Fig 9.5 Changes in density for five dominant species collected using the quantitative method in

the peripheral area of Otomo-ura



15



2



Ruditapes



10



Number of individuals (N / core)



Mya



1.5

1



5



0.5



0



0



8



80



Perinereis



6



60



4



40



2



20



0



2013



2014



0



Heteromastus



3



Upogebia



2

1



2013



2014



0



2013



2014



Year

Fig 9.6 Changes in density for five dominant species collected using the quantitative method in

the central area of Otomo-ura



126



M. Matsumasa and K. Kinoshita



the 3 years or between the two areas and appeared relatively constant in core samples for every year and area. We could not find any significant differences in the

abundances of the bivalve Mya (Arenomya) arenaria oonogai and the decapod crustacean Upogebia species among the years or between the areas, but their abundances tended to decrease from 2013 to 2014 (Figs. 9.5 and 9.6). Since the adults of

the relatively large infaunal bivalve and the crustacean deep burrower are difficult to

catch using our core sampler (see Cross et al. 2012 for Mya; Kinoshita 2002,

Kinoshita and Itani 2005 for Upogebia), more specific investigations are needed for

these large benthic animals in the future.

On the whole, the bottom sediment of the restored tidal flat, which initially would

have been nearly lifeless substrate, has been inhabited by infaunal animals, and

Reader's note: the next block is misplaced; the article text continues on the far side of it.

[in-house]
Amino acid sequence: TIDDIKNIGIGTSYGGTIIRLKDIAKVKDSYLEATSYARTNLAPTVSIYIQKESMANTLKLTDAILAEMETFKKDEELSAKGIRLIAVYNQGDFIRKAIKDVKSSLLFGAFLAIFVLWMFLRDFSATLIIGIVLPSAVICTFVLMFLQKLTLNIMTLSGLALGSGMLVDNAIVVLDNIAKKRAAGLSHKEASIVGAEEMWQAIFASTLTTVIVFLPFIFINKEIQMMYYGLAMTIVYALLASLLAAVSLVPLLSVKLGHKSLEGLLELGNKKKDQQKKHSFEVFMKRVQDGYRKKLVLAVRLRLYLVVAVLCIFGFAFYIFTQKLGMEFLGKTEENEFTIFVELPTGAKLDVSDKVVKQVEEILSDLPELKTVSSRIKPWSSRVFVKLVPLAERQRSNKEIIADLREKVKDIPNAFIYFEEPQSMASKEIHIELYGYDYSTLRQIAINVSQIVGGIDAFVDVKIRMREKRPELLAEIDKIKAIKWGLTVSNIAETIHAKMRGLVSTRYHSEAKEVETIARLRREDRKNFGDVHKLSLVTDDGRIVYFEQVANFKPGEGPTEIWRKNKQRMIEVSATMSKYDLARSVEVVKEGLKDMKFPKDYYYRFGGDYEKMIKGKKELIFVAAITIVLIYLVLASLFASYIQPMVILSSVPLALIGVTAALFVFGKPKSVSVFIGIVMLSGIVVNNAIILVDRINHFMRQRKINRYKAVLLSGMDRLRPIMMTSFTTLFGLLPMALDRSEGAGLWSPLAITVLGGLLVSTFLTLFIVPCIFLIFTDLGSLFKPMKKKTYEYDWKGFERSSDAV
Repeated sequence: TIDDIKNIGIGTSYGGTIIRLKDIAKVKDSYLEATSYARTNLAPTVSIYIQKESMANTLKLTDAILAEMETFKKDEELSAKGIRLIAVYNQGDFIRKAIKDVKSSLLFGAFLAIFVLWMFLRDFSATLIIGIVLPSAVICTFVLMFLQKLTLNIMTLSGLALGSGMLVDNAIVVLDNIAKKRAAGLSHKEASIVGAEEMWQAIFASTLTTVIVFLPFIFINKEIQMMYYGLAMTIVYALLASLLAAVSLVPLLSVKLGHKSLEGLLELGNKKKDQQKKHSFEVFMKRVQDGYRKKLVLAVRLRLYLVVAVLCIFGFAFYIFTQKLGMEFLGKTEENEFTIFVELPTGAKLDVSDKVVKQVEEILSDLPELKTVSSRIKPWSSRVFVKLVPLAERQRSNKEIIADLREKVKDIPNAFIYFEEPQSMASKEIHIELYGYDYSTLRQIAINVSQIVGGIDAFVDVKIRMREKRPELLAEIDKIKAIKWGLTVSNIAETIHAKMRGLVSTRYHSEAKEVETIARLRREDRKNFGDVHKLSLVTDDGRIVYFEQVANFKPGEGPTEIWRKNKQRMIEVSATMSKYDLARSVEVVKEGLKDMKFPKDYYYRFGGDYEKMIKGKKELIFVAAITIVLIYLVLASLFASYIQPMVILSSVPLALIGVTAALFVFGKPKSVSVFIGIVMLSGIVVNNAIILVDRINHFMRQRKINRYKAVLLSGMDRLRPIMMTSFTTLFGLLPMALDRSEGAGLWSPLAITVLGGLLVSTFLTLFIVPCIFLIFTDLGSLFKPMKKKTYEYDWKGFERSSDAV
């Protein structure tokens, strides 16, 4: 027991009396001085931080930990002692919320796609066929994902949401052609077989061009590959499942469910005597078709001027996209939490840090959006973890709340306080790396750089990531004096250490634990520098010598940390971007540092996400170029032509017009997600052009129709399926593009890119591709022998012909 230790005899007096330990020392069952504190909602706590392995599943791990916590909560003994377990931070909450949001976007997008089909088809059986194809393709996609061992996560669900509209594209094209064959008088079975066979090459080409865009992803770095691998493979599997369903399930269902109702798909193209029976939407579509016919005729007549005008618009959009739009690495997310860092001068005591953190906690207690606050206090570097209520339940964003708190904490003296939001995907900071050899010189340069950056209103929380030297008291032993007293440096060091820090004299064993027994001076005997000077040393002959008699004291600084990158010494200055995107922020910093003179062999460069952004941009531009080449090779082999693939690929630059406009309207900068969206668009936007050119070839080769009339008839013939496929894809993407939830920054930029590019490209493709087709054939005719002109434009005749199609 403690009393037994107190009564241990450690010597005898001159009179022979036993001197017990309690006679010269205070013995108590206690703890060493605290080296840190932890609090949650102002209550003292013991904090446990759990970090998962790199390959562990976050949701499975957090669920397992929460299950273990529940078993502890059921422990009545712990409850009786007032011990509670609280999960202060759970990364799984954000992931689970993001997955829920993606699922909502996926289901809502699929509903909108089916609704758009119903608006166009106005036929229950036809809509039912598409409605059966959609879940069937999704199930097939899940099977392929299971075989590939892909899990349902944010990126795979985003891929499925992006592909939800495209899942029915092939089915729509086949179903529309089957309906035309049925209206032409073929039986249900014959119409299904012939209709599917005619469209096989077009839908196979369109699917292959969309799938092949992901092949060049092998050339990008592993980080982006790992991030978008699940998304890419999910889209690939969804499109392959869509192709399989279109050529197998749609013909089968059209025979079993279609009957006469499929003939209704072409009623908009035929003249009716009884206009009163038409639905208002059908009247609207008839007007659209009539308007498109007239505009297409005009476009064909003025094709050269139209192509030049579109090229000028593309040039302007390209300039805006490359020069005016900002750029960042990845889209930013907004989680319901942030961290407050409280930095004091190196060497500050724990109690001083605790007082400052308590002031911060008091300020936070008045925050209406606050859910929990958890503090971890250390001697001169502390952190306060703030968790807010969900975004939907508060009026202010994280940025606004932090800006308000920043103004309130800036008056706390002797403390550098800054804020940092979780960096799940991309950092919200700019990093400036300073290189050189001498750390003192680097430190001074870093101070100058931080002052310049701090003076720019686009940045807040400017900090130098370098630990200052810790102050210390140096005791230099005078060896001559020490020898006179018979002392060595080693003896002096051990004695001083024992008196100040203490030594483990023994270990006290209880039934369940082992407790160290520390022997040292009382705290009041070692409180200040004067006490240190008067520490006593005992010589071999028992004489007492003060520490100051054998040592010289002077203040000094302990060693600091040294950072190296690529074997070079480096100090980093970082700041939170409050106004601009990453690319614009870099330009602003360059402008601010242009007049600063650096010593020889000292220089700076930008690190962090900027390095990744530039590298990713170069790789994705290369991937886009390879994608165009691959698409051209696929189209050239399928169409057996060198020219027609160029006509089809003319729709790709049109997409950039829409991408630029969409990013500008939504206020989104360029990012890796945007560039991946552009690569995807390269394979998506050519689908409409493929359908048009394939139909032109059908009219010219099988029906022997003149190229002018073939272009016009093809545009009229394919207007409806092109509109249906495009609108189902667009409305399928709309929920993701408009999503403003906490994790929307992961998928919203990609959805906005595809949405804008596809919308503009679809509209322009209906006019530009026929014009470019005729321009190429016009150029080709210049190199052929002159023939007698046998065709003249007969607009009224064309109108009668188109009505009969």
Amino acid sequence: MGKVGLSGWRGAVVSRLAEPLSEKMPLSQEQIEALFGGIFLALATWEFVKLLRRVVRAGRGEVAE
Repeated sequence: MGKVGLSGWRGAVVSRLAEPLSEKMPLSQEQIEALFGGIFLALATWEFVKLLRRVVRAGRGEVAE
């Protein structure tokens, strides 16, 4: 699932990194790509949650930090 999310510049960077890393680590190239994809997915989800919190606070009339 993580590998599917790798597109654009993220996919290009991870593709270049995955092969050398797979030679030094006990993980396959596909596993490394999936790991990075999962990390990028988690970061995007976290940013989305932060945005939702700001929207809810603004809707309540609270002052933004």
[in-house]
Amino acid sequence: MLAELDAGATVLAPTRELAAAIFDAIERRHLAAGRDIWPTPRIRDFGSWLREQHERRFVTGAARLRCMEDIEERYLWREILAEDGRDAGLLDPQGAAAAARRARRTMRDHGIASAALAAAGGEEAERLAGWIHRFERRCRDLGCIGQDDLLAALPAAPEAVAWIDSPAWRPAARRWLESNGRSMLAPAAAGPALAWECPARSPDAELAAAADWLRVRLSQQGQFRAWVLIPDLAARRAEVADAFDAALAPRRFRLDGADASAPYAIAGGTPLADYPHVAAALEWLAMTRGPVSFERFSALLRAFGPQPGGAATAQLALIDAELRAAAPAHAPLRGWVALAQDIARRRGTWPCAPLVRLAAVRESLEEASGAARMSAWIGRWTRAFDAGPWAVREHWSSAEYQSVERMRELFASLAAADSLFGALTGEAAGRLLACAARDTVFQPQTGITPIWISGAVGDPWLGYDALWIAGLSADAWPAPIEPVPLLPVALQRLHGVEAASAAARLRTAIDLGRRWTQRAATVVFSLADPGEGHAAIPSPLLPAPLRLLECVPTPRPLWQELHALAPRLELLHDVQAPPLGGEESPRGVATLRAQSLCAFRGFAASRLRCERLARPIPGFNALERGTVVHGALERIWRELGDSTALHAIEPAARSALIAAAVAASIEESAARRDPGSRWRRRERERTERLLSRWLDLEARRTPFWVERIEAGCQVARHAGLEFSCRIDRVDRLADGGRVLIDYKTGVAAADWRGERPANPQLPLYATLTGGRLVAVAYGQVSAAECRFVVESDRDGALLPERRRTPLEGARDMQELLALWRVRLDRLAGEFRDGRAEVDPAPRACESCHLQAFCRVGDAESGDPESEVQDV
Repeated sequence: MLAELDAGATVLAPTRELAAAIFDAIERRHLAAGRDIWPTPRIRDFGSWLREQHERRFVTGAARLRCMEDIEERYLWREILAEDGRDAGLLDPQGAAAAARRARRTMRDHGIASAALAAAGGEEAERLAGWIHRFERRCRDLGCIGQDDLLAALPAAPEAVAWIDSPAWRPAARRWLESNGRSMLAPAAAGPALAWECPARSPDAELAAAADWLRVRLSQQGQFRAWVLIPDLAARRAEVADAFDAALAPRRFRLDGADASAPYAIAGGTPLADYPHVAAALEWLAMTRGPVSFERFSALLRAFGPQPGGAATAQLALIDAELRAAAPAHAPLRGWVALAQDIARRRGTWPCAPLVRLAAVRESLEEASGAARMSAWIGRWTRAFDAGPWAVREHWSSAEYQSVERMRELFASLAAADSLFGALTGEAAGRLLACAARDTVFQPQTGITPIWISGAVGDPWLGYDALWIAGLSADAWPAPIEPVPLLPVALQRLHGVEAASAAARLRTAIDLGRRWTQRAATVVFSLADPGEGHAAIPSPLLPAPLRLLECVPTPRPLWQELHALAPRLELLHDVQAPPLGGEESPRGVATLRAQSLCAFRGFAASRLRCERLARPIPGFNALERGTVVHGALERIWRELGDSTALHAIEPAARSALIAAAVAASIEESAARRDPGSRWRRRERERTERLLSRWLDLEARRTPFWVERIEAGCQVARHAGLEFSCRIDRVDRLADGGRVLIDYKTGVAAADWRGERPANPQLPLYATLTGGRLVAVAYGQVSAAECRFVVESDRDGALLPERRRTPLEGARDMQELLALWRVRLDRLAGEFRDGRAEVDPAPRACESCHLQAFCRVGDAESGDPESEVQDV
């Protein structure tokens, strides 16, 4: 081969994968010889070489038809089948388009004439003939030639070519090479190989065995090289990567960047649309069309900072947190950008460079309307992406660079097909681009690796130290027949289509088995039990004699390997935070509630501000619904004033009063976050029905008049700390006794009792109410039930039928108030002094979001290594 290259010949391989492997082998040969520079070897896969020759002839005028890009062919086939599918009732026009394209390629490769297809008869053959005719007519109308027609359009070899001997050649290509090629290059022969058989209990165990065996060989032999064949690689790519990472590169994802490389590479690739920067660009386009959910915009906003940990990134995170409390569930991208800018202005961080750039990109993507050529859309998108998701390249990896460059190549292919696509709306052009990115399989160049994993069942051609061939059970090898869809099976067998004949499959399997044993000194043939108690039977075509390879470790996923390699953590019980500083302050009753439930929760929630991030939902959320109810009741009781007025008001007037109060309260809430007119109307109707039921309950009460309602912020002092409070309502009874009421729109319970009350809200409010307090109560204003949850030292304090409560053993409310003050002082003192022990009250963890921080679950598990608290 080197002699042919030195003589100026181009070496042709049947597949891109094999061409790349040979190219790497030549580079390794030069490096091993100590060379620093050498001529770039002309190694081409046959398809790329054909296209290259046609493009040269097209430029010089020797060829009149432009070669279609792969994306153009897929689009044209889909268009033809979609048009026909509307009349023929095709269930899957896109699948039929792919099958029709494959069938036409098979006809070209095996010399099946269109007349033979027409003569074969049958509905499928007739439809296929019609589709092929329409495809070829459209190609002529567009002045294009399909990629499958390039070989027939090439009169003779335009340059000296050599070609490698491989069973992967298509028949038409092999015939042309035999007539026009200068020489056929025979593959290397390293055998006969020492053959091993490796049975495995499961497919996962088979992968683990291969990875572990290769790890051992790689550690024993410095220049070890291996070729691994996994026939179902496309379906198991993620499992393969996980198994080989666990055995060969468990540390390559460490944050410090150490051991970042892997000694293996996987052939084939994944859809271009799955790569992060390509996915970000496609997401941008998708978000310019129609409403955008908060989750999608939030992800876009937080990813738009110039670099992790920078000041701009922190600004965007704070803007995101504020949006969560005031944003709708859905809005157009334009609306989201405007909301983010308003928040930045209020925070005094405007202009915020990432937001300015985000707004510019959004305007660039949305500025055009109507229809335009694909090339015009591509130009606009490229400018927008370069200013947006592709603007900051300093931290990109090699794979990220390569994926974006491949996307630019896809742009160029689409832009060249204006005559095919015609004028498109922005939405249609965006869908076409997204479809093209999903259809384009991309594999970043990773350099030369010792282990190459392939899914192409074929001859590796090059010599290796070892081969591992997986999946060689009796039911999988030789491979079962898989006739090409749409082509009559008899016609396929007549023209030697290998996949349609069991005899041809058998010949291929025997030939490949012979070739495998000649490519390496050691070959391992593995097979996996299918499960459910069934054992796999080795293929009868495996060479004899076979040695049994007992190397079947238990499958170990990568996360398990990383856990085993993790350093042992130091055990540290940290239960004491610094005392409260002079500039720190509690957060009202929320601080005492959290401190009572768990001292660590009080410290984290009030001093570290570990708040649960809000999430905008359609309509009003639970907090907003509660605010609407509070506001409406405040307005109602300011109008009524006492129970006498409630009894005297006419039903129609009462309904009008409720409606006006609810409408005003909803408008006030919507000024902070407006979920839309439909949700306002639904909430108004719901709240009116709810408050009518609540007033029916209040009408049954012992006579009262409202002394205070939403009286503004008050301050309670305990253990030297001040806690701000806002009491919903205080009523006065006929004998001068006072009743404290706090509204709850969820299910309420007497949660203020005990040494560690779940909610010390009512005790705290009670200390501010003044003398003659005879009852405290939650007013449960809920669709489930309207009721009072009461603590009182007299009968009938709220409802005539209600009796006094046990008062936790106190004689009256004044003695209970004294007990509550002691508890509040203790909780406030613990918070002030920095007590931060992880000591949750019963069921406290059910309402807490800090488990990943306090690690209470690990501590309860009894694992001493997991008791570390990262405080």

some dominants increased in number after 2012. No significant spatial and temporal differences in abundance were detected for the five dominant species, indicating

that both peripheral and central areas would have been equally suitable for colonization by infaunal animals had adequate substrates been present.



9.5



Colonization by the Direct-Developing Gastropod

Batillaria attramentaria



As mentioned earlier, colonization by direct-developing species such as the marine

mud snail B. attramentaria and the predatory sea snail Euspira fortunei would

require more time than colonization by species that have larval stages in their life

cycles. Actually, neither the mud snail nor the predatory snail were observed until

August 2013 in the tidal flat of Otomo-ura or in another newly created tidal flat in

the estuary of the Unosumai River, Otsuchi Bay (39°20′19.79″ N, 141°53′45.53″),

which is situated about 40 km north of Otomo-ura (see Chap. 10). However, the

mud snail B. attramentaria was first found in August 2014 at both the peripheral

and central areas in Otomo-ura (Matsumasa et al. 2015). To inquire into the source

of the snail, we tried genotyping ten individuals of this species collected at Otomoura with 14 microsatellite loci (Itoh et al. 2013; Miura et al. 2014) from nuclear

DNA and the nucleotide sequences of a 1020 bp region of the mitochondrial gene

for cytochrome c oxidase subunit I (COI) (Matsumasa et al. 2015). The result for the

nucleotide sequence of the COI gene showed that all of the individuals from Otomoura exhibited the haplotypes of the “Tsushima group,” which are commonly found

in northern Japan (Kojima et al. 2004). A phylogenetic tree by the neighbor-joining

method using Nei’s DA with 15 populations from various places in northern Japan

indicated that the population of Otomo-ura was differentiated from the other populations but was closest to that from Ofunato Bay, north of Hirota Bay. The results of

assignment tests based on microsatellite data also showed that the genetic distinctness of the Otomo-ura population from the other populations was very clear except